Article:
Image via.

LIGO has two physically separate sites, one in Louisiana and one in Washington. Each site operates an identical detector: a laser interferometer, which consists of two tubes set up in an L shape. Each tube is two and a half miles long, is filled with an ultra-high vacuum, and contains a set of mirrors at each end. A beam splitter fires a laser beam down both arms of the L simultaneously; at the far end of each, it strikes the mirror and is reflected back to its point of origin. Under normal circumstances, the two lasers bounce back in perfect simultaneity. But the ripples of a passing gravitational wave would distort space in one direction, causing one of the laser beams to return before the other, which can be detected. If both sites register the same event simultaneously (accounting for lightspeed delay), we can be certain that it arrived from a cosmological source rather than some local event on Earth.

But even the strongest expected sources of gravitational waves, such as a merger of black holes, produce an effect that will be extremely faint by the time it reached Earth, due to the great distances involved. To account for this, LIGO needs astounding sensitivity and precision. The tube arms of the interferometer are filled with an ultra-high vacuum, evacuated to a pressure of just one-trillionth of an atmosphere, to prevent scattering of the lasers by gas molecules – one of the largest and purest vacuums ever created on Earth. (By comparison, the International Space Station orbits through atmosphere a hundred times denser.) And LIGO’s mirrors are cooled to just one-millionth of a degree above absolute zero to prevent thermal noise from distorting their surfaces. With these and other innovations, LIGO’s sensitivity and precision are such that it can detect a change in length as tiny as 10-18 meters – one-thousandth the diameter of a proton. And future improvements in the works will increase its sensitivity by a factor of ten.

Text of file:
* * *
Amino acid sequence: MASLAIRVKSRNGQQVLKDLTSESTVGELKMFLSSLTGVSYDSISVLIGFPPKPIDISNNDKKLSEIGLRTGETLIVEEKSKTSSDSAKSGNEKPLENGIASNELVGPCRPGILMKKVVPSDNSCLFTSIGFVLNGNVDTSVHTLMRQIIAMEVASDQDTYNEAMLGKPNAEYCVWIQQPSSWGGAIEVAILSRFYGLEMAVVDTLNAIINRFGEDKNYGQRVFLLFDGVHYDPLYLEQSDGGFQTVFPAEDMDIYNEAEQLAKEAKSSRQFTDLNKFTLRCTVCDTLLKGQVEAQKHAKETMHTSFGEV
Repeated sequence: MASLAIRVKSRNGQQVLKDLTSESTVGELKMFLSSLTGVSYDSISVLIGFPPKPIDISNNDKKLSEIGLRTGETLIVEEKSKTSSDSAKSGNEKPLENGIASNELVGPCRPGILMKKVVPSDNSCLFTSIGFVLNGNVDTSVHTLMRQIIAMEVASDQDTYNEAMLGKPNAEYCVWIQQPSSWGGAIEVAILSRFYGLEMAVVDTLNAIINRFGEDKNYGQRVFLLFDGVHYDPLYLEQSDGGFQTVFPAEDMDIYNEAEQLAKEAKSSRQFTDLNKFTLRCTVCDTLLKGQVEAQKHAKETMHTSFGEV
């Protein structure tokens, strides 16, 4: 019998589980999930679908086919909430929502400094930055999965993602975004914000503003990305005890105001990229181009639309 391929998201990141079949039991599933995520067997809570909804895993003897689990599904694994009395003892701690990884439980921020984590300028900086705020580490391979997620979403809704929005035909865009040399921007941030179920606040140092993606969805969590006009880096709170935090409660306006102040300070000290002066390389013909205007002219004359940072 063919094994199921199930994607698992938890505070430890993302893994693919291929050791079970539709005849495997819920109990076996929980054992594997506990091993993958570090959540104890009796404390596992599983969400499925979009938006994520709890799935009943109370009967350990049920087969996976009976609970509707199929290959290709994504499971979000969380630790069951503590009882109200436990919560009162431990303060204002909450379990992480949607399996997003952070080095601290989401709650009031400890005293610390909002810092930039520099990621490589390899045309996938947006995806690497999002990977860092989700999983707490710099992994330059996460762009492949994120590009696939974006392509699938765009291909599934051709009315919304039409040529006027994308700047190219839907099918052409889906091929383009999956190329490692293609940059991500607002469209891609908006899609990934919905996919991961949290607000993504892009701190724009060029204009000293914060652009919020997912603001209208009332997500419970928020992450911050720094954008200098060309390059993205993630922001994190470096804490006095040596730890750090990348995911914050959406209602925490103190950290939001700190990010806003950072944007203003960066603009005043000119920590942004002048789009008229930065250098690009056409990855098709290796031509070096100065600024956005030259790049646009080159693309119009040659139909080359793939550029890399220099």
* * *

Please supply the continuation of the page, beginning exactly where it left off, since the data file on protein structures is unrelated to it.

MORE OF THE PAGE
These great cathedrals, devoted not to worshipping imaginary deities but to understanding the cosmos we live in, give me hope for humanity’s future in a way that few other endeavors do. Our world is still roiled by war, burdened by overpopulation, inflamed by religion, threatened by climate change. Yet in the midst of all the stupidity, all the greed and short-sightedness and delusion, there are places where human beings from many nations and cultures have come together to construct vast projects that are purely peaceful and devoted solely to the cause of gaining knowledge. There’s no better testament to the fact that, when we choose, we can rise above our worst instincts and cooperate on something worthwhile and beautiful. Even more than any of the specific scientific findings they may produce, this is the most valuable lesson that humanity in general has to learn from these modern wonders of the world.